the african house

Beyond the obvious beauty and grace of our First Lady, one must consider the historic importance of this photo. Our history books sweep under the rug the fact that the White House was built by African American slaves. For the next 150 years the majority of the serving staff of the so called “people’s house” were African American. In 1901 Booker T. Washington was the first African American to be received there as a guest by Theodore Roosevelt, to the horror of Washington society. They are all at last vindicated in our first African American first family. Note…It is my humble opinion that no matter what family should occupy the White House after January 2017, and the following generations for that matter, they will never equal the style, debonair, and class as that of the Obamas.


Bo Kaap - South Africa

Situated on the slopes of Signal Hill, Bo Kaap is the historical center of Cape-Malay culture in Cape Town. The area has a deeply rooted Malaysian, Javanese, Indian and Sri Lankan cultural identity, and was the first Islamic settlement in South Africa. 

 It is easily identified by its colourful homes, and cobblestone streets. A number of walking tours are available to explore Bo Kaap’s unique streets, visit the best restaurants, and the Bo Kaap museum. 

charmanderriere  asked:

What kind of cage/enclosure is the best to keep a hedgehog in?

I prefer terrariums (aka vivariums/vivs) from coated wood or glass. But there are several things to keep in mind when buying an enclosure:


- Heating
- Size
- Safety
- Ventilation
- Price


Heating: pygmy hedgehogs need to be kept at a pretty constant temperature (around 75F/24C) without a heat gradient (so no colder or warmer sides). An open enclosure, like a wire cage, doesn’t hold heat very well. If you have a heated room this isn’t much of an issue, but if your room temperature is quite low a less open enclosure (like a viv) will hold in heat better.

Size: obviously the enclosure should be large enough. What’s considered large enough isn’t the same everywhere - the minimum size in the US is 4 sq feet, in my personal opinion this is way too small for a hedgehog which is why I prefer the Western European minimum of 6-8 sq feet.
A larger enclosure can require more heating; to distribute the heat evenly, you might have to use two or more heat lamps especially if you have a wire cage.

Safety: the enclosure should be safe for the hedgehog. Wire cages with horizontal bars should be avoided, or something should be added to the sides (like coroplast or plexiglass) to prevent climbing. Climbing can lead to injuries like broken legs.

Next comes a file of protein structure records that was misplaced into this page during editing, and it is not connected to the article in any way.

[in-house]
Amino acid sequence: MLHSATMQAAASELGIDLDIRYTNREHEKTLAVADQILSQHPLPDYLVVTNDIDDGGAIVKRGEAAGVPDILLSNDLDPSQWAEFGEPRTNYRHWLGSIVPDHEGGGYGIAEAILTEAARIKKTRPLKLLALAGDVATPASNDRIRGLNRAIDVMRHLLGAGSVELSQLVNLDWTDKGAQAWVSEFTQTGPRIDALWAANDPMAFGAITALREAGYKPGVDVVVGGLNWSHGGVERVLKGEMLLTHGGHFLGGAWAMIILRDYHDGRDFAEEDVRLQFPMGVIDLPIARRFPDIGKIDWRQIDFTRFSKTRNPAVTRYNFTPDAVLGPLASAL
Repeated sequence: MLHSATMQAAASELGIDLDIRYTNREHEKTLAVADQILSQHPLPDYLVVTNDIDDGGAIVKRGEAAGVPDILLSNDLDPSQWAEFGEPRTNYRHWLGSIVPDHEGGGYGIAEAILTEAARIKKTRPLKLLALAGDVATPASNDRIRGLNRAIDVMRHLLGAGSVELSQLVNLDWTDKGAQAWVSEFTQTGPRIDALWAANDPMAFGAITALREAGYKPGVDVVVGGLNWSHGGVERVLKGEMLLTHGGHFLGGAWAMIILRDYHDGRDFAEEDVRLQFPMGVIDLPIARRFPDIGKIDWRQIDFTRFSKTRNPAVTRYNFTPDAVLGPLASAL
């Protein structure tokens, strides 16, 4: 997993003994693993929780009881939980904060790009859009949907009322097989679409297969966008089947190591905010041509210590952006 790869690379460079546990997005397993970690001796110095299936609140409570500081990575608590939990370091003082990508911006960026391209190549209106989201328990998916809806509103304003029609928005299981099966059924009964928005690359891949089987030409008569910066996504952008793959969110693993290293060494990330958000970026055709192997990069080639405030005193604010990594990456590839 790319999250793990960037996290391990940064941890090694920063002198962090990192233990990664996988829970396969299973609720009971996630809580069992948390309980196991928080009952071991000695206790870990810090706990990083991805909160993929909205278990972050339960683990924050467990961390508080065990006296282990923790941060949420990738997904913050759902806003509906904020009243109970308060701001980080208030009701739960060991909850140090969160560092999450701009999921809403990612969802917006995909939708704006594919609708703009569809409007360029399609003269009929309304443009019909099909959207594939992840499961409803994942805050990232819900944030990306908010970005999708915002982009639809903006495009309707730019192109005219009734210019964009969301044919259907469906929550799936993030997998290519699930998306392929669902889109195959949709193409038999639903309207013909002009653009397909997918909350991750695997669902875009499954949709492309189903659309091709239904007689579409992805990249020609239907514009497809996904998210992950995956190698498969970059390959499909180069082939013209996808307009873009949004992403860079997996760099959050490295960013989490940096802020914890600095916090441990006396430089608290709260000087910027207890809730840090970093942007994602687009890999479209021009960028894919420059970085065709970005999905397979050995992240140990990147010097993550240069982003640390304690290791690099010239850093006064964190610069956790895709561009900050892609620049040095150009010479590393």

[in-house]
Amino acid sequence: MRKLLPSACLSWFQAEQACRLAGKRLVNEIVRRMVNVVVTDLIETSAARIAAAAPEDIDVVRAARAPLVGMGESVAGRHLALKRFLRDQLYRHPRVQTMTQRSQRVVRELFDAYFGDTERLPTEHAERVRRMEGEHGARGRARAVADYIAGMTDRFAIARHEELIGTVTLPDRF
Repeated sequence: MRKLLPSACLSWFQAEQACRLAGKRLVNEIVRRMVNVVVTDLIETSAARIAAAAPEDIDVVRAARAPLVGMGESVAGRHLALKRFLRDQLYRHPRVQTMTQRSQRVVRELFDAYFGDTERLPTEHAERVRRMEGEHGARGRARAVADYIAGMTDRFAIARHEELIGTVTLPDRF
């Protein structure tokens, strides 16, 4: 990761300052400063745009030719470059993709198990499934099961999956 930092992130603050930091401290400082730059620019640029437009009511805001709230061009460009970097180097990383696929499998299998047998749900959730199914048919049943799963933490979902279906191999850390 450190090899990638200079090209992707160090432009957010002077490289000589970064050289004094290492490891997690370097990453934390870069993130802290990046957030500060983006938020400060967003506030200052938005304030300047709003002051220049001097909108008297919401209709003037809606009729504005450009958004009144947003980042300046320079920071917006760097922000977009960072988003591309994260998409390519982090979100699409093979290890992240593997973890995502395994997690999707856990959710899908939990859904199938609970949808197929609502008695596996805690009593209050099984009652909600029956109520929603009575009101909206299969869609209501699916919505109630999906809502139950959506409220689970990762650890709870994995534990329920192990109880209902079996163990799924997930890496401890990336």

Ventilation: the enclosure should have enough ventilation, so when using a tub, it should have a well ventilated lid and possibly holes in the sides too.
Most vivs have several ventilation strips which allow for air flow.
For some reason there’s a very persistent myth going around about aquarium glass tanks not being suitable for hedgehogs due to them not having enough ventilation, even if the top is completely open or has a wire lid. A glass tank doesn’t have less ventilation than a plastic tub - the only difference is you can drill holes in the sides of a tub (or at least more easily), but even with just the open top/lid a large glass tank will have enough ventilation.
The downside of a glass tank is they’re heavy and can be difficult to clean because they don’t have doors on the front.

Price: most enclosures simply aren’t cheap, but there are ways to save some money, like buying something second hand or making your own enclosure.
In some countries plastic tubs are a popular choice because they are very cheap and easy to come by (sometimes easier than vivs) but in my opinion they are not big enough unless you connect two of them with a pvc pipe or get a large Christmas tree tub.


On multiple level cages: they need to be safe (so the hedgehog can’t fall off) and one needs to keep in mind that many hedgehogs don’t really like using multiple levels. I feel like there should always be enough floorspace and a second level should add to that floorspace, not make up for the lack of it.
Multiple levels can also be more difficult to heat so most of the time it’s not really worth it.


So there are quite some options - terrariums/vivariums, rabbit cages, plastic tubs (if large enough/connected), C&C cages, DIY cages (made from furniture for example), etc.

Reasons why I like terrariums/vivs so much are:

- Come in all kinds of sizes
- Hold heat well
- Ventilation strips on several sides (sometimes customizable when ordering)
- Safe (hedgehog can’t climb them)
- Easy to clean
- Access from the front which is less threatening to a prey animal
- You can throw in your feeder insects without worrying about them escaping (happy hunting time for hogs!)
- Very durable
- Aesthetically pleasing

They really are worth the extra bucks, imo. My vivs cost me an arm and a leg but I would buy them again in a heartbeat. In some places it’s quite easy to get them second hand, in others they’re hard to get, but they are worth it.

4

Midnight, my Black House Snake! This species looks so derpy sometimes… At least she’s adorable!